FIGURE 1-1 Deaths per 100,000 workers due to injury, 1913 to 1998. (Data for death rates from injury for the years between 1913 and 1933 were not available. Because of adoption of the Census of Fatal Occupational Injuries to include deaths of any worker regardless of age (previous years surveyed only persons over the age of 16 who were gainfully employed), numbers of deaths and death rates from 1992 to the present are not comparable to those for earlier years). SOURCES: Corn (1992), National Safety Council (1999).

(approximately 9 percent of the institute’s occupational safety and health [OSH] budget) that comprises a network of 15 regional Education and Research Centers (ERCs) located at leading universities in 14 states and approximately 40 individual training project grants in 25 states and Puerto Rico. Every year, approximately 500 students graduate from NIOSH-supported programs with backgrounds in occupational medicine, occupational health nursing, industrial hygiene, and safety. Many current leaders and OSH advocates have received training from NIOSH-funded programs. According to a 1996 report by the inspector general of the U.S. Department of Health and Human Services (Office of Inspector General, 1996), about 90 percent of ERC graduates pursue careers in OSH in private industry, labor, government agencies, medicine, and academia.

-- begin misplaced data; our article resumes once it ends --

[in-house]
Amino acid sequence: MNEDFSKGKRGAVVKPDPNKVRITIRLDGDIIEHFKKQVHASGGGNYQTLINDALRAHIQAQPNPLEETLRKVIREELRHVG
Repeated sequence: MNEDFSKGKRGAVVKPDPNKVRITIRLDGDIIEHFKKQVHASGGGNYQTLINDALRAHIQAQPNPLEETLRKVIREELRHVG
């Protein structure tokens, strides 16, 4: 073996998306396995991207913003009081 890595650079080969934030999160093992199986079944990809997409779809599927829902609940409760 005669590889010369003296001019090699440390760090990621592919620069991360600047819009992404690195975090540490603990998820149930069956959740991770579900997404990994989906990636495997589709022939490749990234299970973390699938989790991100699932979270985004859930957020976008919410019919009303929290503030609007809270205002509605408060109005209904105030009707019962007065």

The work environment has changed since the OSHAct was passed more than 30 years ago. Work injuries and illnesses that were unrecognized at that time now contribute greatly to the present OSH burden. New information about ergonomics and the association between work organization and job stress mean that there is a newly recognized need for personnel qualified in carrying out interventions that will prevent adverse health outcomes related to these factors. Worker demographics are changing, with more women, minorities, and people with disabilities being in the workforce. Older workers (those over 50 years of age) and

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